U.S. strike in Afghanistan under scrutiny. U.S. military officials are looking into the details of an American airstrike in Afghanistan’s Nangarhar province Wednesday that locals claim killed 18 people, including three civilians. Spokesman for the U.S. military command in Afghanistan, Brig. Gen. Charles Cleveland, told SitRep Wednesday that U.S. forces “did conduct one counter-terrorism airstrike in Achin district,” on Wednesday, and “are aware of some claims of Afghan casualties, and are currently reviewing all materials related to this strike.”

Watch what you say. The White House has told the Pentagon to knock it off about China. Or at least, wants military spokespeople to choose their words more carefully. The Navy Times gets the scoop on a National Security Council directive to Pentagon brass to stop using the phrase “great power competition” when referring to China, because the term “inaccurately frames the U.S. and China as on a collision course,” the Times’ David Larter writes. “This needlessly muddies leaders’ efforts to explain the tough measures needed to contain China’s rise, these critics say.”

The Cyber. The FBI’s investigation into hacking attempts against Democratic party officials and organizations has taken a new twist, according to a scoop from Reuters. Sources tell the wire service that they believe Russian hackers tried to break into the phones of an unspecified number of Democratic notables with FBI agents warning suspected targets that their phones might have been breached by Moscow. American intelligence officials also suspect Russian intelligence-linked hackers of breaking into systems owned by the Democratic National Committee and the Democratic Congressional Campaign Committee.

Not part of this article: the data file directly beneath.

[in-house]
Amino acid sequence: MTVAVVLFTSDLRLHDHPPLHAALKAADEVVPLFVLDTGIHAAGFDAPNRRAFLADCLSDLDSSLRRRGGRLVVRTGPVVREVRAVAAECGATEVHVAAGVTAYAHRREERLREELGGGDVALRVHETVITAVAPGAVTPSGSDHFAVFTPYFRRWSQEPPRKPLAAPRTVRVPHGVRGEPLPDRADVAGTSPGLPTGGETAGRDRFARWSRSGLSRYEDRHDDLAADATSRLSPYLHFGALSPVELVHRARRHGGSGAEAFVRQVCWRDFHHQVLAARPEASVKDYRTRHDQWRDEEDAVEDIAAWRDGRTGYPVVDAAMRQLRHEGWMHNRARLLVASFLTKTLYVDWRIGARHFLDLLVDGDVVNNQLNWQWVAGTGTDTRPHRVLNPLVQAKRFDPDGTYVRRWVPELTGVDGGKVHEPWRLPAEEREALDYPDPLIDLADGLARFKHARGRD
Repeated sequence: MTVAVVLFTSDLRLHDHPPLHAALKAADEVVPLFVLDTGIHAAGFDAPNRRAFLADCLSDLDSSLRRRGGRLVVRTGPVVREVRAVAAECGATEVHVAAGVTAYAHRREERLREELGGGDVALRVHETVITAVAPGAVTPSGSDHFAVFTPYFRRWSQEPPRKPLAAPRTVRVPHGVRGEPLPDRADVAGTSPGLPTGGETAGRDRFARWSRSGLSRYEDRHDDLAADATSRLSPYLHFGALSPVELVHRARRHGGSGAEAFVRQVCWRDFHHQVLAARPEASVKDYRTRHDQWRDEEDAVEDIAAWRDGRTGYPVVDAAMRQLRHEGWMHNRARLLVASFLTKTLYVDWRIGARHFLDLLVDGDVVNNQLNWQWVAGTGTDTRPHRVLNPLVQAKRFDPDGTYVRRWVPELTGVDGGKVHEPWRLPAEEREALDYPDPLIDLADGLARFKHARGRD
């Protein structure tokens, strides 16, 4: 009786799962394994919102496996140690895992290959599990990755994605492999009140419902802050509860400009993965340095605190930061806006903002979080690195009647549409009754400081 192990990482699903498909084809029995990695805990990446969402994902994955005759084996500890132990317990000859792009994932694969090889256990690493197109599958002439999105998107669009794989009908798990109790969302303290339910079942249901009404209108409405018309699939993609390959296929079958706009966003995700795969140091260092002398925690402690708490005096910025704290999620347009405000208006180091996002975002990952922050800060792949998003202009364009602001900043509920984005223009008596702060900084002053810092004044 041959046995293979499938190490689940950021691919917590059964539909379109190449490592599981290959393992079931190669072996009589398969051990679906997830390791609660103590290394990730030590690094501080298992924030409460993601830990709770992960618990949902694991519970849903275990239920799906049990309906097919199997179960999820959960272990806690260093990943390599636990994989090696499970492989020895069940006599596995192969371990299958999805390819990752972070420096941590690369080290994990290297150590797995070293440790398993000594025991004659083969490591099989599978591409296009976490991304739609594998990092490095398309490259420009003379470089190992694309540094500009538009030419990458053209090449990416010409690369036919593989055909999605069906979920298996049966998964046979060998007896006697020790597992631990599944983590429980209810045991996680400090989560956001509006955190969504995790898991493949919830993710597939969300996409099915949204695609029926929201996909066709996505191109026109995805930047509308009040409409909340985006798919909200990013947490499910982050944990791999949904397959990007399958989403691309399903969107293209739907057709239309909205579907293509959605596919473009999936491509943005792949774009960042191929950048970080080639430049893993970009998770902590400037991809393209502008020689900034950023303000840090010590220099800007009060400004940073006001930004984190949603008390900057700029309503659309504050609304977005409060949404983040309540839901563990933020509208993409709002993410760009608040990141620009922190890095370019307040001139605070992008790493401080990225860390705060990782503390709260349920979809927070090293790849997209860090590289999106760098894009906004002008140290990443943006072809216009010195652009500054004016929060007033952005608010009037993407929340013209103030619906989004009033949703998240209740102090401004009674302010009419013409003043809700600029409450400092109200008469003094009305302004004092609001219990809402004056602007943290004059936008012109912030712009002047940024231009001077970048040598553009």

Meanwhile, a 26 year-old Russian living in the western reaches of Siberia, Vladimir M. Fomenko — who owns a server rental business identified by American cybersecurity company, ThreatConnect, as managing the servers linked to the attacks — appears willing and able to talk, according to the New York Times. But no American law enforcement agencies have reached out to him, he claims.

Good morning and as always, if you have any thoughts, announcements, tips, or national  security-related events to share, please pass them along to SitRep HQ. Best way is to send them to: or on Twitter: @paulmcleary or @arawnsley


Icelandic authorities are accusing Russia of flying its bombers a little too close for comfort near a civilian airliner. Icelandic officials say three Russian Tu-160 bombers flew beneath an Iceland-bound passenger plane with their transponders switched off. Iceland’s Ministry of Foreign Affairs says the close calls have been a repeat problem with the Russians. Russia’s Defense Ministry, however, says its bombers were flying safely far away with transponders on, countering that Iceland’s accusations are part of a plot to “incite Russophobia in Europe.”